Are you the parent of a child or a teenager who uses the internet? If you are, you likely have internet safety rules already in place. If you do, how well is your child at following them?
When it comes to internet safety rules that you have set in place, it is important that your child follows them. Why? Because their health and safety is, literally, at risk. Not following your internet safety rules should be treated differently than a child who doesn’t clean their room. The situation is much more serious. If your child doesn’t follow the rules that you have set concerning internet use, they may unintentionally find themselves a target of a child predator.
What you will want to do is re-talk to your child. Be sure that they are clear on your rules. For example, if your child is allowed to use social networking websites, what are they not allowed to have posted on their profile? Do you not want them to have personal information or personal pictures or videos shown? Restate all rules that you have for your child and instruct them to start following them right away.
If your child still isn’t following your internet safety rules all of the way, you will want to give them one final warning. Let them know that there are serious consequences to their actions. However, there is one important exception to this step. If you suspect that your child is communicating with strangers online, like those who may be sexual predators, bypass the final warnings, as your child may already be in over their head.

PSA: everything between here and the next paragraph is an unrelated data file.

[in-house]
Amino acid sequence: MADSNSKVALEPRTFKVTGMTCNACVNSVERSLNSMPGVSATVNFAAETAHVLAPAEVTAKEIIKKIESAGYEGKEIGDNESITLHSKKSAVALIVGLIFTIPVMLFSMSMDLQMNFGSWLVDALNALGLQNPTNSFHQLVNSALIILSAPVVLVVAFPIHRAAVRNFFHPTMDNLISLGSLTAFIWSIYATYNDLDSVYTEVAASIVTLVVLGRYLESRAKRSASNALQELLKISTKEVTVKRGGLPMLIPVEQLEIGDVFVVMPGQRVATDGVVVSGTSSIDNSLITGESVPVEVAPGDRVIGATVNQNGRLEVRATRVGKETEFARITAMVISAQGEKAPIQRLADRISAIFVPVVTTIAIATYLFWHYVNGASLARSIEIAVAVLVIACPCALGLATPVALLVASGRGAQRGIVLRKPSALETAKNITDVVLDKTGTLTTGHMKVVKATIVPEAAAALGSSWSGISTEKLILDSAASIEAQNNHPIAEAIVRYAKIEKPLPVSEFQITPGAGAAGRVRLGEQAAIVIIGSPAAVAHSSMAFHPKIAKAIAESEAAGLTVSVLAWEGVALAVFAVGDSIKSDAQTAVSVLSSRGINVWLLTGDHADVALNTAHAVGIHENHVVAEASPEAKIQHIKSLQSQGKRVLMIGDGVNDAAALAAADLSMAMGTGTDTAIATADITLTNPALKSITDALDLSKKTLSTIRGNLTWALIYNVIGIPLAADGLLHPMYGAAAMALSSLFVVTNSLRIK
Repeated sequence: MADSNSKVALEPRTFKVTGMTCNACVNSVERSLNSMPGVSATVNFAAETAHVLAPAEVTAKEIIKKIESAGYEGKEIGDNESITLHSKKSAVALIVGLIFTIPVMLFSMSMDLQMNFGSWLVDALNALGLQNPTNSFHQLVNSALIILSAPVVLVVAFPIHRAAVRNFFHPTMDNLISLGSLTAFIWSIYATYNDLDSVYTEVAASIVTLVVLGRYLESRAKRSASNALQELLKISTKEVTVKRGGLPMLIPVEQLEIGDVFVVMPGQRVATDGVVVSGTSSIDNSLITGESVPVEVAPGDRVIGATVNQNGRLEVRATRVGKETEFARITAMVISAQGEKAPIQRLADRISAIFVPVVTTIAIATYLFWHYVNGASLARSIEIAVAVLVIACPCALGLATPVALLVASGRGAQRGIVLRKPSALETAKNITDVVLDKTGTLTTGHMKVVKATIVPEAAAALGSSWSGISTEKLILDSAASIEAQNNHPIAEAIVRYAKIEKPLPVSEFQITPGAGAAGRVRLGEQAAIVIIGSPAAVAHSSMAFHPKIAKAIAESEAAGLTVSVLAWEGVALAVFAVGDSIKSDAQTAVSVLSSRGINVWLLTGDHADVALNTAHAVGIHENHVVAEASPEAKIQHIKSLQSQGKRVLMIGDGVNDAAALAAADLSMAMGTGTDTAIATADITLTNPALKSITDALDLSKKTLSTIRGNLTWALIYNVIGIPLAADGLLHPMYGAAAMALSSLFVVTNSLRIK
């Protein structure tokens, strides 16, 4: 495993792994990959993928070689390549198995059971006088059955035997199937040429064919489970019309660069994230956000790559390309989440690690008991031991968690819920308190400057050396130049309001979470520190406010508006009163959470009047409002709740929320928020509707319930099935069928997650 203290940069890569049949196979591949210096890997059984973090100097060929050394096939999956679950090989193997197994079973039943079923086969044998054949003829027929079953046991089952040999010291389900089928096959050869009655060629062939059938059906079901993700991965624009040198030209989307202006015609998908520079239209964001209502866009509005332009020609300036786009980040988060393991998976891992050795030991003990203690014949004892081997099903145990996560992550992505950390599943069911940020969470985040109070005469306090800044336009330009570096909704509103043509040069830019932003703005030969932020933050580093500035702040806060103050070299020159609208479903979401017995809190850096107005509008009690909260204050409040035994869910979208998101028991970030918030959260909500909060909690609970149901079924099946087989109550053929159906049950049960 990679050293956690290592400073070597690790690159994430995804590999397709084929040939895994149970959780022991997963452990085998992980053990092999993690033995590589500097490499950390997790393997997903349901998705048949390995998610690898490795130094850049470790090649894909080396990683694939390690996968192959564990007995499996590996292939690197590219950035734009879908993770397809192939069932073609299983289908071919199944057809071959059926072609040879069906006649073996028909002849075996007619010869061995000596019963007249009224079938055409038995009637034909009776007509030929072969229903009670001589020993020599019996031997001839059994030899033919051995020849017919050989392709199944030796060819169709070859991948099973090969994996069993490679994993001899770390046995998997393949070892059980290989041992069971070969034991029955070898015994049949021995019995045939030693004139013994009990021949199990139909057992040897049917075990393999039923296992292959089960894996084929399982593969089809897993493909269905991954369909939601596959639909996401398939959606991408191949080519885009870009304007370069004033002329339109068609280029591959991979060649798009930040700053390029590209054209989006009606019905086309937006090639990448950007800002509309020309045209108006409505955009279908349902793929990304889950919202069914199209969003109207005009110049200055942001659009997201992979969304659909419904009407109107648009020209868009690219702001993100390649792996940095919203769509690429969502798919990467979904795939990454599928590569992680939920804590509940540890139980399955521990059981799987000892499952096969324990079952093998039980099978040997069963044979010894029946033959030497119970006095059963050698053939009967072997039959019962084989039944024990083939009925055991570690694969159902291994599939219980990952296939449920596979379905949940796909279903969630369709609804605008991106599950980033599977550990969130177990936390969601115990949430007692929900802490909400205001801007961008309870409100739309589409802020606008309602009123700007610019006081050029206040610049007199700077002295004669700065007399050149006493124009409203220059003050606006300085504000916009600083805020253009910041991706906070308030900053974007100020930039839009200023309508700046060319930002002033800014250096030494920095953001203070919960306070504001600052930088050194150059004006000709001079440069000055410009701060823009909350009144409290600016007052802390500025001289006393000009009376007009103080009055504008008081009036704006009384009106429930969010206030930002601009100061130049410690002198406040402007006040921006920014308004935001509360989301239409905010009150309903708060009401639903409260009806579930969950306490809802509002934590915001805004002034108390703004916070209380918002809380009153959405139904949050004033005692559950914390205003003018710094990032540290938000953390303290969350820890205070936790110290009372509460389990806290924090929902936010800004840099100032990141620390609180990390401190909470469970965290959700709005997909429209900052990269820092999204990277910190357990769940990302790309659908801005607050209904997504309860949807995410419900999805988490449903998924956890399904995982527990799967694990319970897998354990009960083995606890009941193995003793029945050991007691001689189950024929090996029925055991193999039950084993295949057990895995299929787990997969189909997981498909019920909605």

As for what steps you should take next, you can ban your child from using the internet. This is the strictest form of punishment and likely the one that will send the clearest message. If your child must use the internet for school, like for a school research project, only let them do so when you are sitting right next to them. You can also make them do their research at their local library. This is a great way to make your child understand the importance and consequences of not following rules.
Another approach that you can take is to block the websites that you want to keep your child away from. For example, if you asked your child or teenager not to post personal pictures or videos of themselves online, but they still continue to do so, block the social networking websites that they use. If you have Internet Explorer, this is easy to do. First, open a new internet window. Then, from the dropdown menu select “Tools,” and then “Internet Options,” and then click on the “Content Tab.” Finally, under the heading of “Approved Sites,” you can also enter in the websites you want blocked.
You may also want to let your child use the computer when you are home or in the room. If they have their own computer, make them relocate it into a well traveled area, such as your living room. Speaking of which, if your child uses a family computer, you should always make sure that it is in an area where you can easily see what your child is doing online. This is a nice approach, as your child is still able to use the internet, but you are able to keep a close eye on them, making sure that they are following your rules.